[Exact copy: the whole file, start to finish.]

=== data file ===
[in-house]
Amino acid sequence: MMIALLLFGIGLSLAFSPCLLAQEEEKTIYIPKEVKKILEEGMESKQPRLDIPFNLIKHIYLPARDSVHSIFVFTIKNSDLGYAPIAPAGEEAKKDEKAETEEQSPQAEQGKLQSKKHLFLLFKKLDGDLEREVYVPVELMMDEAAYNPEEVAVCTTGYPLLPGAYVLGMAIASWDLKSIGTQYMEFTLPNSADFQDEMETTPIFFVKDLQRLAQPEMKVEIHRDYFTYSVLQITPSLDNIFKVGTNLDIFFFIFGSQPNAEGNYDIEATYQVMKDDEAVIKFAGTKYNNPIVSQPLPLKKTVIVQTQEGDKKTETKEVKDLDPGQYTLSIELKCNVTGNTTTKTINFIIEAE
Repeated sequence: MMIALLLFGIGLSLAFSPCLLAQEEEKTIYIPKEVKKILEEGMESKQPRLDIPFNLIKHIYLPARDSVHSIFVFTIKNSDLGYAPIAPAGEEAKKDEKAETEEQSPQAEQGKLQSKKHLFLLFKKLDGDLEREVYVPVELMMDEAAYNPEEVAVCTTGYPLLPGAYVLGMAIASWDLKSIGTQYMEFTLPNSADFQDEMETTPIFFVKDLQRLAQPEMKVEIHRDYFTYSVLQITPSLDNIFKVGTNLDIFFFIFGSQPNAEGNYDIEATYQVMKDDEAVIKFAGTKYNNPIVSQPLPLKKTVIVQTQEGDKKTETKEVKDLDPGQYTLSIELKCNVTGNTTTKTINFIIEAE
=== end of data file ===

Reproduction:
[in-house]
Amino acid sequence: MMIALLLFGIGLSLAFSPCLLAQEEEKTIYIPKEVKKILEEGMESKQPRLDIPFNLIKHIYLPARDSVHSIFVFTIKNSDLGYAPIAPAGEEAKKDEKAETEEQSPQAEQGKLQSKKHLFLLFKKLDGDLEREVYVPVELMMDEAAYNPEEVAVCTTGYPLLPGAYVLGMAIASWDLKSIGTQYMEFTLPNSADFQDEMETTPIFFVKDLQRLAQPEMKVEIHRDYFTYSVLQITPSLDNIFKVGTNLDIFFFIFGSQPNAEGNYDIEATYQVMKDDEAVIKFAGTKYNNPIVSQPLPLKKTVIVQTQEGDKKTETKEVKDLDPGQYTLSIELKCNVTGNTTTKTINFIIEAE
Repeated sequence: MMIALLLFGIGLSLAFSPCLLAQEEEKTIYIPKEVKKILEEGMESKQPRLDIPFNLIKHIYLPARDSVHSIFVFTIKNSDLGYAPIAPAGEEAKKDEKAETEEQSPQAEQGKLQSKKHLFLLFKKLDGDLEREVYVPVELMMDEAAYNPEEVAVCTTGYPLLPGAYVLGMAIASWDLKSIGTQYMEFTLPNSADFQDEMETTPIFFVKDLQRLAQPEMKVEIHRDYFTYSVLQITPSLDNIFKVGTNLDIFFFIFGSQPNAEGNYDIEATYQVMKDDEAVIKFAGTKYNNPIVSQPLPLKKTVIVQTQEGDKKTETKEVKDLDPGQYTLSIELKCNVTGNTTTKTINFIIEAE